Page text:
This weekend I hate-read Tampa by Alissa Nutting
It sounded interesting:
From Amazon: In Alissa Nutting’s novel Tampa, Celeste Price, a smoldering 26-year-old middle-school teacher in Florida, unrepentantly recounts her elaborate and sociopathically determined seduction of a 14-year-old student.
Celeste has chosen and lured the charmingly modest Jack Patrick into her web. Jack is enthralled and in awe of his eighth-grade teacher, and, most importantly, willing to accept Celeste’s terms for a secret relationship—car rides after dark, rendezvous at Jack’s house while his single father works the late shift, and body-slamming erotic encounters in Celeste’s empty classroom. In slaking her sexual thirst, Celeste Price is remorseless and deviously free of hesitation, a monstress of pure motivation. She deceives everyone, is close to no one, and cares little for anything but her pleasure.
Tampa is a sexually explicit, virtuosically satirical, American Psycho–esque rendering of a monstrously misplaced but undeterrable desire. Laced with black humor and crackling sexualized prose, Alissa Nutting’s Tampa is a grand, seriocomic examination of the want behind student / teacher affairs and a scorching literary debut.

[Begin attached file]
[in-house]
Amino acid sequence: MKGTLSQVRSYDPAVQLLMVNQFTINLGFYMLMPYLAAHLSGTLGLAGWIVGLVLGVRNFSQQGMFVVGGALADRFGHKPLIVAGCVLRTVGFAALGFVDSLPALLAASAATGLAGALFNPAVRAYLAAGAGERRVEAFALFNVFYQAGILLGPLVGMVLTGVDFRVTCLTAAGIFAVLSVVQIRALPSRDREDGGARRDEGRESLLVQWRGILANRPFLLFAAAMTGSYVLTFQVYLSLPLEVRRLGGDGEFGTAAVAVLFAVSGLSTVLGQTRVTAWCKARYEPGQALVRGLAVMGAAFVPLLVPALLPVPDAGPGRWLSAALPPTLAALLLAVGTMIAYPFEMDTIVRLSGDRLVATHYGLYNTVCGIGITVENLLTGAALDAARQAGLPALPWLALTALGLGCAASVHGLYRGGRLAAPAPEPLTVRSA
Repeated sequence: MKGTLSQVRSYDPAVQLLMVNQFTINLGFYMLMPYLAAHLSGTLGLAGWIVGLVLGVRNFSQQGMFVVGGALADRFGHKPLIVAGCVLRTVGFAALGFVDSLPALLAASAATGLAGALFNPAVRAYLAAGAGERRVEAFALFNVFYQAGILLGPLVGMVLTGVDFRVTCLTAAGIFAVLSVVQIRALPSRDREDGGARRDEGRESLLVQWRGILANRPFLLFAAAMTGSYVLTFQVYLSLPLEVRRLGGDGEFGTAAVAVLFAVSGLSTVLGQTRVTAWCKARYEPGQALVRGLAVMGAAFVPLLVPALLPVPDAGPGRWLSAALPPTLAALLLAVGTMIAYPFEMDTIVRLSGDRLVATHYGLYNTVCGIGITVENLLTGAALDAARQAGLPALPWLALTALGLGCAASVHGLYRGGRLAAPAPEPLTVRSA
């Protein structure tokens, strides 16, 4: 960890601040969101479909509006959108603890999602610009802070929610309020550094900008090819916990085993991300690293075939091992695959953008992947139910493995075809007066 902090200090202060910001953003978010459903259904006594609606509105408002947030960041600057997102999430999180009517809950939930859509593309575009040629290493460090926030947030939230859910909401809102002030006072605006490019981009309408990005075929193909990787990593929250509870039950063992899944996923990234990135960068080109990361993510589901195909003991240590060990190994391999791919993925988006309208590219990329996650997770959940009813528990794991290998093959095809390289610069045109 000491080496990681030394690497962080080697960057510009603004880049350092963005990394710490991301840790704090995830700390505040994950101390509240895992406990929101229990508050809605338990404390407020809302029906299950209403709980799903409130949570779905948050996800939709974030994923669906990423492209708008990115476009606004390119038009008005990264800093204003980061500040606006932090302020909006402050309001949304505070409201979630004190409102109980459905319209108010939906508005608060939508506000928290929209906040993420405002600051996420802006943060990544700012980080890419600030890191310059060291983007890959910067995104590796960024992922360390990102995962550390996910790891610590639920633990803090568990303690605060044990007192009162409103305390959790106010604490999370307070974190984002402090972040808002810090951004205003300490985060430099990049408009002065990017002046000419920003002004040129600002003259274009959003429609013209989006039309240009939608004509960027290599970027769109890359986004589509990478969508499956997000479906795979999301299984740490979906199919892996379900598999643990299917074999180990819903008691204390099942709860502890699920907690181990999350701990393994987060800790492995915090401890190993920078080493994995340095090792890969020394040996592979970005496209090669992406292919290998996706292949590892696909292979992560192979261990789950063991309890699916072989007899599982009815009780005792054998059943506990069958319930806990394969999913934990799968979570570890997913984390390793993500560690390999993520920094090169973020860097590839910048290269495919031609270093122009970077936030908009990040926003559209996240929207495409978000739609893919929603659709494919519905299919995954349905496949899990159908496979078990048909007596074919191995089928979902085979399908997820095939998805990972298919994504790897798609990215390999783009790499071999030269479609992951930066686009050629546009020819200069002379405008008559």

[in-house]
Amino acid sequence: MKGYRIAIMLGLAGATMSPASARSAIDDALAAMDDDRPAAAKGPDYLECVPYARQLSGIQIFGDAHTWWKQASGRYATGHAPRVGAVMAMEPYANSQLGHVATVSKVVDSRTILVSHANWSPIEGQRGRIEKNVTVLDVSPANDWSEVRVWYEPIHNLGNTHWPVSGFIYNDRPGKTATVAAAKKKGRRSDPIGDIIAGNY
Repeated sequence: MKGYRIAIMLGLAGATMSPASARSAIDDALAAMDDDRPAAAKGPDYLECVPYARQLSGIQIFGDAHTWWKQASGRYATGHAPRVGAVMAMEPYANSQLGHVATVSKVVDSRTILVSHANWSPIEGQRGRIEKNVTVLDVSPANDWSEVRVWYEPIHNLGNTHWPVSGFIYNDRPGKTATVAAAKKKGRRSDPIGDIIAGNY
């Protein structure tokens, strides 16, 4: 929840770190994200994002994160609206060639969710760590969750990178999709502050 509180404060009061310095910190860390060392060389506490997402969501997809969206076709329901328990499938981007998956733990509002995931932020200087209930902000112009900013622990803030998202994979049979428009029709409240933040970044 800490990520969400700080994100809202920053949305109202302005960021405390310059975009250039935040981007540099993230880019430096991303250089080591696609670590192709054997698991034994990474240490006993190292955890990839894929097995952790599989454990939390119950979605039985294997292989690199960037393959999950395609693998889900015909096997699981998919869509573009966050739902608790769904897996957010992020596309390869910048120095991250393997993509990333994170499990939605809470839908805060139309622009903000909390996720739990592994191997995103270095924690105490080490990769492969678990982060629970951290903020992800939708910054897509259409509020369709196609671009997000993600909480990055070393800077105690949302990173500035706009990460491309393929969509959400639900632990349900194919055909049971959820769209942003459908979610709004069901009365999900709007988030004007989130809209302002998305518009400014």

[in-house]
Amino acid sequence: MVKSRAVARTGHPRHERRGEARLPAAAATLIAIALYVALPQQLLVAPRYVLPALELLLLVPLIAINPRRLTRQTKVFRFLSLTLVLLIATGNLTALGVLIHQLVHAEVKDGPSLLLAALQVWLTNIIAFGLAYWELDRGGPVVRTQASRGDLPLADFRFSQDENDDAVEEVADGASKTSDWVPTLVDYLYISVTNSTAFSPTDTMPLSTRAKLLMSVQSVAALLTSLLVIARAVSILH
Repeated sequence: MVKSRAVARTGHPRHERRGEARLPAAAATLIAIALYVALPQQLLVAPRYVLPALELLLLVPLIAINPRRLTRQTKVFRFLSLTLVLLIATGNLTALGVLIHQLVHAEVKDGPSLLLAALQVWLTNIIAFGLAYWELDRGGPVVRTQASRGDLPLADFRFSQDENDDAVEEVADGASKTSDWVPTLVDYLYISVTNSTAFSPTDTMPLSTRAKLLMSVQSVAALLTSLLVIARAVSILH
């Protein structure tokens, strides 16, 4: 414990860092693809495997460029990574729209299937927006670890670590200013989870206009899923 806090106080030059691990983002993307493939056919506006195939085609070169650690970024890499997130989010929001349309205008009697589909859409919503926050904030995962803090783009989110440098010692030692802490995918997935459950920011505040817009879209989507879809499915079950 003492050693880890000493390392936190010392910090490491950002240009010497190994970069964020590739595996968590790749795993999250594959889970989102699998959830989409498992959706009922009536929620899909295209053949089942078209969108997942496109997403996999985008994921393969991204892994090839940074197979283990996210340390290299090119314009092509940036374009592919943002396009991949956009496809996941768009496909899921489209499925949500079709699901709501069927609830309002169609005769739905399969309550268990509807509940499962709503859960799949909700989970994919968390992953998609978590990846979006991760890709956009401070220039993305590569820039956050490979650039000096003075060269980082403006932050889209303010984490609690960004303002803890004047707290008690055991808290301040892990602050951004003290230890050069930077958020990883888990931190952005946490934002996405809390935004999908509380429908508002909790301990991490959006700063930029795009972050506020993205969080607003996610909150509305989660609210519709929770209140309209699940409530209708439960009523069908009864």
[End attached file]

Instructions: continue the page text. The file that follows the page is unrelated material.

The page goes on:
So why did it feel so yucky to read it?
I had no complaints about the writing, despite some distracting Gone Girl-size plot holes.
But overall, it felt like I was reading child p0rn (disclaimer: I don’t actually read child p0rn, so I’m not sure what one would expect– no need to answer that!) But if I’m reading an eroticized account of a statutory rape between a 20-something adult and a 14 year old child, that seems to be walking and quacking like a duck.
I am the last person to call for any kind of censorship, and I absolutely do not want this book banned, burned or to bear a sticker about explicit content.
But I do want to have a conversation.
I want to have a conversation about whether this book eroticizes the improper student-teacher sexual relationship. I want to talk about language that refers to child rape as “sexual relationship” like I did a second ago.
But I also want to talk about what it means. Does it mean that we cannot write about pedophiles, murders or people who wear French manicures? Does it mean that all the protagonists must be moral and upright or at least not cross the line into the extremely morally objectionable?
Unfortunately I don’t have the answers. But I’d like to hear your thoughts. Because I can accept being wrong. What I cannot accept is not saying anything at all.